On June 29th next year, the National Portrait Gallery (NPG) in London will close for the evening, but it won’t reopen the next morning. For three years, the museum, located just behind the National Gallery, will remain shuttered as it undergoes an expansive, £35.5 million revamp. So, if you’ve been meaning to stop by, make sure and do that sooner rather than later.
The redevelopment was not new news, it was announced in January this year, but, at that time the NPG was expecting to remain open during the renovations. Then, on Tuesday, the announcement was made that the museum would close during the process ‘in order to complete the project efficiently, and to safeguard visitors, members of staff, and the collection.’ In preparation for the closure, the museum has had to secure off-site storage for works that will be displaced. Additionally, the museum has acknowledged that there will be job losses during the closure, particularly front of house staff. ‘When possible,’ a museum spokesperson said, ‘staff will be offered part-time working and career break opportunities and the gallery is looking at a range of secondment opportunities with other institutions during the building period.’ The museum employees more than 250 people at the moment.
As part of the redesign, the 123-year-old building will get a new, more welcoming entrance. This will open up the narrow feel of the original Victorian entrance according to project architect Jamie Fobert. The NPG also hopes that the new entrance will make the museum more inviting to the public during the day and evening. The redevelopment will also increase gallery space for the museum’s vast collection.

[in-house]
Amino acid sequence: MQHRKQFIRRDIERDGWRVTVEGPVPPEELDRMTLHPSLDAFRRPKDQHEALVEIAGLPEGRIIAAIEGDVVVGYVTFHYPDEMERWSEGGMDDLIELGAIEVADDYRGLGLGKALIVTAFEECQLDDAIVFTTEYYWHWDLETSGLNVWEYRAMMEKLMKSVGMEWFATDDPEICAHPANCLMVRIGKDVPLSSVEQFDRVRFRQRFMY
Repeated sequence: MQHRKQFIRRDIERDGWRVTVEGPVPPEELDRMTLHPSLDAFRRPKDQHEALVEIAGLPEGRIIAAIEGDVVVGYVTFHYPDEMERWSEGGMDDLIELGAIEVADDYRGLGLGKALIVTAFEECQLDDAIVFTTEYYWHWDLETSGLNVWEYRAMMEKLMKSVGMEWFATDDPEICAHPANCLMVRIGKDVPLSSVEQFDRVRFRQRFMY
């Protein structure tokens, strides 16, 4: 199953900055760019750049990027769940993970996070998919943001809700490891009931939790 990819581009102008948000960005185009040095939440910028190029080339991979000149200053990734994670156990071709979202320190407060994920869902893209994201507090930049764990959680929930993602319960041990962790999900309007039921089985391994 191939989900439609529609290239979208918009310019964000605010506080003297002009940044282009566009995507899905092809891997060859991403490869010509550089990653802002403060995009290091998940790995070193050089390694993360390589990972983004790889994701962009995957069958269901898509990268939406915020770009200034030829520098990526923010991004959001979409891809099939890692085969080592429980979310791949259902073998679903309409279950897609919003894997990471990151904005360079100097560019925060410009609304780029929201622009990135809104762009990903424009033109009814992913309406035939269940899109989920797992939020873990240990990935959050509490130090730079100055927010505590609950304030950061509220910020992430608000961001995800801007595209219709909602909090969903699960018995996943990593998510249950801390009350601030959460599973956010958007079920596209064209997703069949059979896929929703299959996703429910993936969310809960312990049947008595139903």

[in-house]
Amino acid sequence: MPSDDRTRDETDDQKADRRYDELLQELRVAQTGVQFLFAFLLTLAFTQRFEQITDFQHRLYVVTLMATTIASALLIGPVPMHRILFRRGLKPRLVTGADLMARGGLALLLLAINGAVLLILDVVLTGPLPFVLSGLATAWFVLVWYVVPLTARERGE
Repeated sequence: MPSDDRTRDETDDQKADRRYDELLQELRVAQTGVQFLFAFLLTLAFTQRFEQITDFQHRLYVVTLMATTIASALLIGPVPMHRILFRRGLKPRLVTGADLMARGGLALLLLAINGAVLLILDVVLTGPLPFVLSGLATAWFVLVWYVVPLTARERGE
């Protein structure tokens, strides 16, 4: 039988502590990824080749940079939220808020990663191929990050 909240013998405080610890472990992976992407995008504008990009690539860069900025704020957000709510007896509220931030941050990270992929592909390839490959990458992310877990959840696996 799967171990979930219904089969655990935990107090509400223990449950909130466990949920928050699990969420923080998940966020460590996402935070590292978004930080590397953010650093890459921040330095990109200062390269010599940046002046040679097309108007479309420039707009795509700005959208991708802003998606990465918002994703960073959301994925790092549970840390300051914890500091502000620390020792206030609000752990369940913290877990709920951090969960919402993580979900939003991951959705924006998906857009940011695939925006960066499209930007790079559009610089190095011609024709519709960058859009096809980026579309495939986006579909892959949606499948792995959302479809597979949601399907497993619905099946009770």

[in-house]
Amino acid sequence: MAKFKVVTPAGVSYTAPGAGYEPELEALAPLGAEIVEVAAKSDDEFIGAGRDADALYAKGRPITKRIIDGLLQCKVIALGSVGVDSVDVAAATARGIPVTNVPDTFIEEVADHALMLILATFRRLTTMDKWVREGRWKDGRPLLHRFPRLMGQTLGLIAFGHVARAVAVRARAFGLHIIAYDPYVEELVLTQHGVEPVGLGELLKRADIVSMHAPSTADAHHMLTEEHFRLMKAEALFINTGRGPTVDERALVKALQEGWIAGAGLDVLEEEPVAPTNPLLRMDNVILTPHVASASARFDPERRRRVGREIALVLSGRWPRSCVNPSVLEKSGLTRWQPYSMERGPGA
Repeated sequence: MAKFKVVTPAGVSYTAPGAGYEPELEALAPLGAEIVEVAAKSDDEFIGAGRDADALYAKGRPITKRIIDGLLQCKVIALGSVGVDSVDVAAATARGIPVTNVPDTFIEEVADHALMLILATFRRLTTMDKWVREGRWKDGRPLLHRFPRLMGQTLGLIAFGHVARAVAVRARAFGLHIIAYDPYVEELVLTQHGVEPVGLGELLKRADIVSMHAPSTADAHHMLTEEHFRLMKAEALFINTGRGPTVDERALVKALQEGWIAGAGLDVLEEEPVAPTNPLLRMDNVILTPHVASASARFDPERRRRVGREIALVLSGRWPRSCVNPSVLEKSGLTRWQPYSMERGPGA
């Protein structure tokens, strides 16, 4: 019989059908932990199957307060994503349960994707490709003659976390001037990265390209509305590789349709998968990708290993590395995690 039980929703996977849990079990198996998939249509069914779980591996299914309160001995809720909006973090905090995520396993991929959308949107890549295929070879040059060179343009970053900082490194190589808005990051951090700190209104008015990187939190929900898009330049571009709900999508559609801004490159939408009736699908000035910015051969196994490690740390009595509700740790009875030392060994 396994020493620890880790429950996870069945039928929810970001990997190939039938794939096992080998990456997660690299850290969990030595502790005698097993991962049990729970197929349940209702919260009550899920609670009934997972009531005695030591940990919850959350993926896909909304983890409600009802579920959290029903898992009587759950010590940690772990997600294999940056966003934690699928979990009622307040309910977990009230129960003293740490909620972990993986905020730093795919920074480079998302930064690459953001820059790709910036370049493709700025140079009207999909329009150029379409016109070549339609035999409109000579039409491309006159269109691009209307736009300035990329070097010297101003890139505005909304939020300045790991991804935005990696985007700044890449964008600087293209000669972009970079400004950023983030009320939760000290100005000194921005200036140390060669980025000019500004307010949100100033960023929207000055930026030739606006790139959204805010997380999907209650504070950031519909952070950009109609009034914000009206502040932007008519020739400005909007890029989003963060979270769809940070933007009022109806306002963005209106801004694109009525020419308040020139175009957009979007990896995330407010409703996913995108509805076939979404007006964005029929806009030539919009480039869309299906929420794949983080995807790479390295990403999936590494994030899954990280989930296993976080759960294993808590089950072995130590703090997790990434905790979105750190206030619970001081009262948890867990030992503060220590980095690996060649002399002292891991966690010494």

In the meantime, a portion of the NPG’s collection will head out to other museums for exhibitions. Some 300 portraits will enhance exhibitions across the UK, including those in Bath, Newcastle, Liverpool, and Edinburgh, as well as others around the world including ones in the US, Japan, and Australia. Within the UK, over 100 portraits that span five centuries of royalty, from the Tudors to the Windsors, will head across London to the National Maritime Museum in Greenwich. A number of portraits will also be lent to the Coming Home project, which seeks to bring artworks to the places they’re most associated with. As part of this initiative, portraits of Richard III, Florence Nightingale, Malala Yousafzai, and Meera Sral will travel to York, Derby, Birmingham, and Wolverhampton, respectively, in 2020. The NPG will work in conjunction with the London National Gallery loaning works that correspond with their neighbour’s collection.
The NPG’s director, Nicholas Cullinan, stated that the forthcoming remodel will be ‘a unique and important chapter in [the National Portrait Gallery’s] history.’ The NPG will then become, he continued, ‘more welcoming and engaging to all and fulfil our role as the nation’s family album.’